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  3. Your son was already helping you at 5! 🙂 I’m sure he’ll be there for you when you need! ❤ I so have trouble remembering myself! Like when I walk briskly to another room in the house intent on something, and then forget what it is when I get there.

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    • My son has a strong self-preservation instinct! But I do think he will be there for me when I’m old, and so will my daughter. They have known me their whole lives, so my memory issues are something they are quite used to. And you wouldn’t believe how often I walk into a room and think, “now what did I come in here for?” Glad to know it’s not just me!

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    • Well, apparently if it is full of a carbonated beverage which expands when it freezes, then it does explode. Leaving a freezer full of glass shards stuck to everything with bits of frozen cola. Boy, did I get in trouble for that one!
      As for your mom, I think the question is, has she always been forgetful, or is this something new? If it is something new, there are tests they can give to see if there is an issue or not, if she’s willing to take them. But sometimes suggesting that takes a lot of tact, as it isn’t always well received. Good luck! She’s lucky to have a son who cares enough to notice and be concerned!

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  4. My daughter noticed a large orange pill amongst my stack of vitamins the other day and questioned what it was and why I took it. I sat the thinking but remembered a few minutes later that it was tumeric. She asked why I took it and again I just couldn’t recall. I finally remembered later that day. It was for memory improvement. I’m not kidding. Clearly it’s working soooo very well. I laughed and figured I would save myself the cash going forward. You can’t make this stuff up, but at least we can laugh about it! 😉

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  5. Memory is a funny thing. For some things I’m quite solid, but I couldn’t memorize something verbatim to save my life – never could. Nowadays, when I have the occasional senior moment it gives me pause to think that my mother really was losing her memory when she passed.

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    • Memory is very hard to measure, isn’t it? Some things stick with me, while others don’t. I do think it gets worse with age, but I actually am a little concerned that 20 years from now, when I have the same issues I’m having now, people are going to think it is due to my age. And not realize I’ve always been this way, just like my mom!

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  6. I relate to this because, although I am not forgetful in the same way as you, I often mix up first and last names when I’m telling a story. It leads to some hilarious results (just ask my husband). I tell my kids not to worry, though, because I’ve been doing it all my life. I think we will all be just fine in our later years (I’m already on my way) and we will have the same kind of help along the way.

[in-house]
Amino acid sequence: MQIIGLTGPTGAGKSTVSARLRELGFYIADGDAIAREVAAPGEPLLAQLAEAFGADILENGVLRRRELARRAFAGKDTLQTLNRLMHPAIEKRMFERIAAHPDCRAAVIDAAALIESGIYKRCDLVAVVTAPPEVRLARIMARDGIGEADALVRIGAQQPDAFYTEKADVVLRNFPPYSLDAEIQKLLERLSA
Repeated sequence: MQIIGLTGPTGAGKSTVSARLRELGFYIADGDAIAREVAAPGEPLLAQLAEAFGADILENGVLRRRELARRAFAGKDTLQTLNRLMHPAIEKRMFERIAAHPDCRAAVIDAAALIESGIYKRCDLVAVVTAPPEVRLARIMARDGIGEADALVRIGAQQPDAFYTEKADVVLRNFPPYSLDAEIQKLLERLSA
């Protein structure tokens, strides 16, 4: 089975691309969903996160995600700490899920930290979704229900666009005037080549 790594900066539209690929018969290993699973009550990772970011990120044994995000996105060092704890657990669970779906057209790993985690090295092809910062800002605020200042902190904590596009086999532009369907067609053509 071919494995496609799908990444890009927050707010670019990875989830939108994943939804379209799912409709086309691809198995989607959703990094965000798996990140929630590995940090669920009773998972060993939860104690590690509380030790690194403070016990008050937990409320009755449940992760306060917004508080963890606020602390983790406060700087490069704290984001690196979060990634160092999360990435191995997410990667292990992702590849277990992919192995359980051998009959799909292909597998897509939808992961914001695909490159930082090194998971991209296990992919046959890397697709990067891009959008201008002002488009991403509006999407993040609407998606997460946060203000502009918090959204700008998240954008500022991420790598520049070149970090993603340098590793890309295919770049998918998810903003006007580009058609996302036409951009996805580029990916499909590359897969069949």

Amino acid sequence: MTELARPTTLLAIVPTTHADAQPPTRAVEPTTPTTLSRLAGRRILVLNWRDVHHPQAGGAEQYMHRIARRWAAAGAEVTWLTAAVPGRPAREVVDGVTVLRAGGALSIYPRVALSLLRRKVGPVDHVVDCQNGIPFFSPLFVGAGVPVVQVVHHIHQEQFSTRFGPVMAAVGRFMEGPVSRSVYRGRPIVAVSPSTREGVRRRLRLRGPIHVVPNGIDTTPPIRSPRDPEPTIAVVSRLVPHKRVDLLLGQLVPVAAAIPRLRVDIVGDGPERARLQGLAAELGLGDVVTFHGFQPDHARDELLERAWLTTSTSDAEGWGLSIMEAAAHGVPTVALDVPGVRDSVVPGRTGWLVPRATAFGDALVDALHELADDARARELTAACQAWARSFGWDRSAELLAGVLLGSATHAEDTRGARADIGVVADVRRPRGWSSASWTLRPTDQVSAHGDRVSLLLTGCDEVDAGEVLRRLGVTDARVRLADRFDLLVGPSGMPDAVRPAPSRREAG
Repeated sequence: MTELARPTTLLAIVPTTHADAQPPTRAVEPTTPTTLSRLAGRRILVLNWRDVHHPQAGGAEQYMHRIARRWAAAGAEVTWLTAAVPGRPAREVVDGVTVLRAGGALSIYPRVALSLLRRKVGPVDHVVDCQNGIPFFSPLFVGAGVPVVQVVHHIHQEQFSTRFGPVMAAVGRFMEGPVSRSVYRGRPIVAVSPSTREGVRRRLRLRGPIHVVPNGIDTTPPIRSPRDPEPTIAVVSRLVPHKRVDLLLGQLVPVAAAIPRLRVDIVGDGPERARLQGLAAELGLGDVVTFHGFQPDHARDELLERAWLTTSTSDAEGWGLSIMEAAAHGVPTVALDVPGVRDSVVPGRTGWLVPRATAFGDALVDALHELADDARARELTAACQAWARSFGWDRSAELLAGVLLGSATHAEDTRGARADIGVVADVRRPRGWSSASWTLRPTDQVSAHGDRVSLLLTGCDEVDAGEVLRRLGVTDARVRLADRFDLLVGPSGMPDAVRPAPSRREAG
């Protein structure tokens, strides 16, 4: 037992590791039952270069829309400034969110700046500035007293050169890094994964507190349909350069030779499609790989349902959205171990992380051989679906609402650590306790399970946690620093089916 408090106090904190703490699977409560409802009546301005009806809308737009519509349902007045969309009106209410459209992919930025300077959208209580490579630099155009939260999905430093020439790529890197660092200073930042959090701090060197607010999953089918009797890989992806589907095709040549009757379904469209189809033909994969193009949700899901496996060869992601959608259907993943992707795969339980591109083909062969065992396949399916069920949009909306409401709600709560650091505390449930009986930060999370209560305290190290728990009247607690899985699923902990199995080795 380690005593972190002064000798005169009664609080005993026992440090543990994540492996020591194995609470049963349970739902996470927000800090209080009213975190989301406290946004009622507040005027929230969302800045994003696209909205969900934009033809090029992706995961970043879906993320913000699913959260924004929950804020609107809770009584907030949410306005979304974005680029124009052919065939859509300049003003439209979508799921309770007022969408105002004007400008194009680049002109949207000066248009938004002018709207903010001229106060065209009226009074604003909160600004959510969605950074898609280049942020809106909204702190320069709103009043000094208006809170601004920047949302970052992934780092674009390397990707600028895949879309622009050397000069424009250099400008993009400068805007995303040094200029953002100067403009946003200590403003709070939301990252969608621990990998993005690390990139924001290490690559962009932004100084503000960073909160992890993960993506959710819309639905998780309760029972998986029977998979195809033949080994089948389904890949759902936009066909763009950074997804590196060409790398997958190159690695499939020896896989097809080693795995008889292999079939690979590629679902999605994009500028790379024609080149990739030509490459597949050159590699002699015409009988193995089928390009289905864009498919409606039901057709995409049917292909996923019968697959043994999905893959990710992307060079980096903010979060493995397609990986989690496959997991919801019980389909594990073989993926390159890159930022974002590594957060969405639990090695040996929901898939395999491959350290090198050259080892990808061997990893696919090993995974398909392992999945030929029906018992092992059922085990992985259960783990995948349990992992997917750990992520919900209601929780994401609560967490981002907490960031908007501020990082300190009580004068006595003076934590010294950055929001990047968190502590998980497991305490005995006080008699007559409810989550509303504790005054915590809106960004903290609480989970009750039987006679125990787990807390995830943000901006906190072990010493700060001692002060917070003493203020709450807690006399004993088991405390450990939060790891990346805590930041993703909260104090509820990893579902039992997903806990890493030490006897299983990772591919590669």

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  7. My wife also runs through every name in the family (including the dog, and now the daughter-in-law) before landing on the one she wants, and she’s been doing it for years. I’m the one who will leave my wallet or sunglasses behind, and if it’s any consolation, my youngest (in his early 20s) is already known as the absent-minded one, as he is forever doing things like pouring a drink and then leaving the full glass on the counter. We’re all keeping an eye on the other…hopefully that will be enough.

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    • I think those of us with memory issues have to look out for each other, because we are the only ones who understand each other. As for names: I’m just like your wife. My son actually had to rename his dog Franklin, because the dog’s original name was Frankie. Which sounds a lot like his wife’s name, so guess what I kept calling his wife?

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  8. When you reach a certain age, everything little thing you forget or misplace becomes epic. Have you ever taken an elderly person to a hospital or nursing home? The questions they ask are hard, including doing math in your head and an awful lot of historical events. I have never done mental math and never know the date! Doomed…

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    • I know! That’s exactly what worries me. At my age, they just think I’m a ditz. But the time is coming very soon when they’re going to decide I belong in a memory care unit. It’s age discrimination, but I doubt that I’ll be able to get any lawyer to take it on…. LOL!

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  9. When Ryan was about 8 years old, he asked if he could go next door to Spicer’s (a five-and-dime store) while I shopped in Schnucks. I said yes, did my shopping, went home, put away the groceries, and then answered the phone a while later only to find it was Ryan calling me from Spicer’s.